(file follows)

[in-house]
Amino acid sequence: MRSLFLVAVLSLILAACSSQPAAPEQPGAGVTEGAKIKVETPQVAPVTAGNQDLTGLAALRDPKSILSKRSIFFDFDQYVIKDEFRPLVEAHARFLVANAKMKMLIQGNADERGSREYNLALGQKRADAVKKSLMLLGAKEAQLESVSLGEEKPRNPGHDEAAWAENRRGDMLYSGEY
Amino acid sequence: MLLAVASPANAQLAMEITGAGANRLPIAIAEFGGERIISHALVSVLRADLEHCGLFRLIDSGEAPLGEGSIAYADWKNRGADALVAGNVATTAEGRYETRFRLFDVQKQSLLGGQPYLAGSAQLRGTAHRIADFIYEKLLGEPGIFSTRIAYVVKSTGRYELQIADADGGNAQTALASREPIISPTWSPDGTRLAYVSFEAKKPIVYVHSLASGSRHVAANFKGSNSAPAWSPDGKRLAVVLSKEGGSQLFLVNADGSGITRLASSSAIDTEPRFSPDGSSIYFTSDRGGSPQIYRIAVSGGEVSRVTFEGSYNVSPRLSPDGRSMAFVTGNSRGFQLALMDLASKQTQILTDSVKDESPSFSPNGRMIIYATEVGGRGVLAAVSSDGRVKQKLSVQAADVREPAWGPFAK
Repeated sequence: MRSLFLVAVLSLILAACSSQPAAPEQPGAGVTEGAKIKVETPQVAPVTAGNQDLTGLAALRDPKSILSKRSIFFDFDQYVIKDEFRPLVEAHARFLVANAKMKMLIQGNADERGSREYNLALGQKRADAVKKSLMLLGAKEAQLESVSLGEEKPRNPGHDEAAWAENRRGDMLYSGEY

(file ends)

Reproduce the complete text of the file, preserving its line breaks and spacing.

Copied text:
[in-house]
Amino acid sequence: MRSLFLVAVLSLILAACSSQPAAPEQPGAGVTEGAKIKVETPQVAPVTAGNQDLTGLAALRDPKSILSKRSIFFDFDQYVIKDEFRPLVEAHARFLVANAKMKMLIQGNADERGSREYNLALGQKRADAVKKSLMLLGAKEAQLESVSLGEEKPRNPGHDEAAWAENRRGDMLYSGEY
Amino acid sequence: MLLAVASPANAQLAMEITGAGANRLPIAIAEFGGERIISHALVSVLRADLEHCGLFRLIDSGEAPLGEGSIAYADWKNRGADALVAGNVATTAEGRYETRFRLFDVQKQSLLGGQPYLAGSAQLRGTAHRIADFIYEKLLGEPGIFSTRIAYVVKSTGRYELQIADADGGNAQTALASREPIISPTWSPDGTRLAYVSFEAKKPIVYVHSLASGSRHVAANFKGSNSAPAWSPDGKRLAVVLSKEGGSQLFLVNADGSGITRLASSSAIDTEPRFSPDGSSIYFTSDRGGSPQIYRIAVSGGEVSRVTFEGSYNVSPRLSPDGRSMAFVTGNSRGFQLALMDLASKQTQILTDSVKDESPSFSPNGRMIIYATEVGGRGVLAAVSSDGRVKQKLSVQAADVREPAWGPFAK
Repeated sequence: MRSLFLVAVLSLILAACSSQPAAPEQPGAGVTEGAKIKVETPQVAPVTAGNQDLTGLAALRDPKSILSKRSIFFDFDQYVIKDEFRPLVEAHARFLVANAKMKMLIQGNADERGSREYNLALGQKRADAVKKSLMLLGAKEAQLESVSLGEEKPRNPGHDEAAWAENRRGDMLYSGEY